South America, exceptionally hard-hit by Covid-19, is seeing a sudden drop in cases and deaths, apparently from rapid and thorough vaccines on the heels of a horrific wave that provided antibodies to those it didn’t kill.
Over a seven-day period, the continent now makes up six percent of cases and nine percent of deaths, the lowest since the start of the pandemic. At its peak in June, it represented 38 percent of global infections and 44 percent of fatalities.
One peculiarity of the continent is that the Delta variant upending plans from Asia to the United States hasn’t found traction there. It had similarly contagious mutations, known as Gamma and Lambda, and their presence may be keeping Delta at bay and extending immunity. This is distinct from Mexico, Central America and Cuba, where Delta has taken hold and the other two hadn’t.
“Vaccination occurred in an environment where there had already been a high level of transmission,” said Lyda Osorio, an epidemiologist at Universidad del Valle’s school of public health in Cali, Colombia. “So a hypothesis that one could anticipate is that the vaccines became that ‘booster’ for people who had already been infected, and that immunity may last a little longer.”
South America has 1.15 million of the 4.75 million officially registered deaths during the pandemic, 24 percent of the total, despite only having six percent of the world’s population. Even accounting for severe under reporting, nearly 10 percent of the population has tested positive.
The region is used to shots for yellow fever, malaria, meningitis and other diseases, and Covid has become another line on the vaccination card for most.
Six of the 10 major countries in South America have given at least a first dose to 50 percent of the population. Chile, Ecuador and Uruguay have fully vaccinated a greater share than in the United States. In the Brazilian cities of São Paulo and Rio de Janeiro, 99 percent of eligible adults have received a shot, and boosters have been rolled out to many already.
“Our population has a culture of vaccination and there isn’t as much rejection as in other places,” said María Teresa Valenzuela, a professor at the University of the Andes in Chile and an adviser to the Health Ministry. “People have been responsible in obeying the calls of the authorities and it’s been orderly in terms of ages, risk groups and finding gaps where it has lagged behind.”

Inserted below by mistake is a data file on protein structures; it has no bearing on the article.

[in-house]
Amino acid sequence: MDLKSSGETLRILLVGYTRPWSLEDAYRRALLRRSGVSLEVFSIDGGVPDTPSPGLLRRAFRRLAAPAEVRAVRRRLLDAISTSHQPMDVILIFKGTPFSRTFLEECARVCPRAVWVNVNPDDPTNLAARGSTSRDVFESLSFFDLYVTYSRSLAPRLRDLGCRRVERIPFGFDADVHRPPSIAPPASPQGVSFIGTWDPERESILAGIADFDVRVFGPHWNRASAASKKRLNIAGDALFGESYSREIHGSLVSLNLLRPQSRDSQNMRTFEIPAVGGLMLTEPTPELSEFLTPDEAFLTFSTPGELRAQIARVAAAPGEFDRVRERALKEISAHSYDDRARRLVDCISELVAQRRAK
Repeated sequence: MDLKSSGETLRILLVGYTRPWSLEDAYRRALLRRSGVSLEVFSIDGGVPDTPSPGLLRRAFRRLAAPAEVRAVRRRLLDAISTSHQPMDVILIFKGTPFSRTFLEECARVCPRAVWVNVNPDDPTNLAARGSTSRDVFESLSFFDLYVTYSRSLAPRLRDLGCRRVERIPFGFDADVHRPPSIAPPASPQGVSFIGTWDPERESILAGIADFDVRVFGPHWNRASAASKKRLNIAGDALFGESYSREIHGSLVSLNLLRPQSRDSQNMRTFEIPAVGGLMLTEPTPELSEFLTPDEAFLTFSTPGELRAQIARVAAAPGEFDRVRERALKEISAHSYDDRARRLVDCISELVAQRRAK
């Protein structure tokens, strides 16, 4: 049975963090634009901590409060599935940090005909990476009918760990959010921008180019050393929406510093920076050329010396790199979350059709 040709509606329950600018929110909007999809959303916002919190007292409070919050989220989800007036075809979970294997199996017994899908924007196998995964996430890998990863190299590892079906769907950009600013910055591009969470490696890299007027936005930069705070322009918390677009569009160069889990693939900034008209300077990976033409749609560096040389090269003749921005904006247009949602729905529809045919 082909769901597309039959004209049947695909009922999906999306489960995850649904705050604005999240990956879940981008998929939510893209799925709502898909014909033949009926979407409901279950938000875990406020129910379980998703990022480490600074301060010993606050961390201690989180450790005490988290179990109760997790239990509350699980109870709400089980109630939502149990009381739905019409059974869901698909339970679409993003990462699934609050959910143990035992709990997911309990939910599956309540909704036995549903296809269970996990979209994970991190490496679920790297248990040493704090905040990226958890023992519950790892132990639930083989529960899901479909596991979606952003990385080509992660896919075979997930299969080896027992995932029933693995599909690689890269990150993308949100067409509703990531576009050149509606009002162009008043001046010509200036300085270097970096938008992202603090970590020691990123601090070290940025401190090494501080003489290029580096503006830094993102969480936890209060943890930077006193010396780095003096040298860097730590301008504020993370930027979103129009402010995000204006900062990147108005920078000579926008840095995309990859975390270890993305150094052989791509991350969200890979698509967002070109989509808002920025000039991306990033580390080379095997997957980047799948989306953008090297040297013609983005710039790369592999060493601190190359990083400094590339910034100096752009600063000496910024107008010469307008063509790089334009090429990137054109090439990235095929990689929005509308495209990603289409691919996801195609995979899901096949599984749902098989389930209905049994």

The brutal wave that hit the continent in the first half of 2021 came amid feeble vaccination rollouts due to supply and logistics constraints. At one point, Brazil – which has the second-most deaths globally after the United States with a smaller population – was averaging more than 3,000 deaths a day. And Peru remains the country with the highest death rate per capita.
“The surge we had between February and May is unparallelled,” said Fernando Spilki, a Covid researcher at Brazil’s Science & Technology Ministry. “So you create some form of immunity.” He said combined with vaccinations, that could prevent another massive outbreak.
The sudden improvement in the region is nonetheless creating debate. Medical professionals are pointing not only to steadfast vaccination rates with little hesitancy and naturally-accumulated antibodies from widespread contagion earlier in the year but sustained mask wearing and delays in reopening. They also acknowledge that much remains mysterious in the virus’s behaviour.
The trauma from the previous wave has meant that sports stadiums have remained largely closed and indoor concerts haven’t started up again as they have in parts of North America. Now, South America, with some 420 million people from the Caribbean to Antarctica, is starting a return to pre-pandemic ways, creating both relief and anxiety.
After closing its airports for most of 2020 and then restricting daily visitors to just 600 people including citizens, Argentina is preparing a full-fledged reopening in the coming weeks. Chile, which arguably had the longest-running curfew in a democratic country, will also lift evening restrictions.
After South American economies contracted an average of 6.3 percent in 2020, they should grow about 5.1 percent this year, leaving many still below pre-pandemic levels, according to the Economic Commission for Latin America and the Caribbean.
While the lull is being enjoyed by a battered down region which is largely heading into spring and summer, doctors warn against letting the guard down. For now, a majority of people continue to mask-up outside in major metropolitan areas, including parks.
Gustavo Miranda, a researcher at the University of São Paulo, says he’s concerned.
“If we give up sanitary measures, like masks, delta will become predominant because it spreads so easily,” he said. “We’re walking a very fine line, and it’s impossible to say the pandemic is in check. We’re winning the war battle by battle, but it could turn against us at any time.”
by Daniel Cancel & Andrea Jaramillo, Bloomberg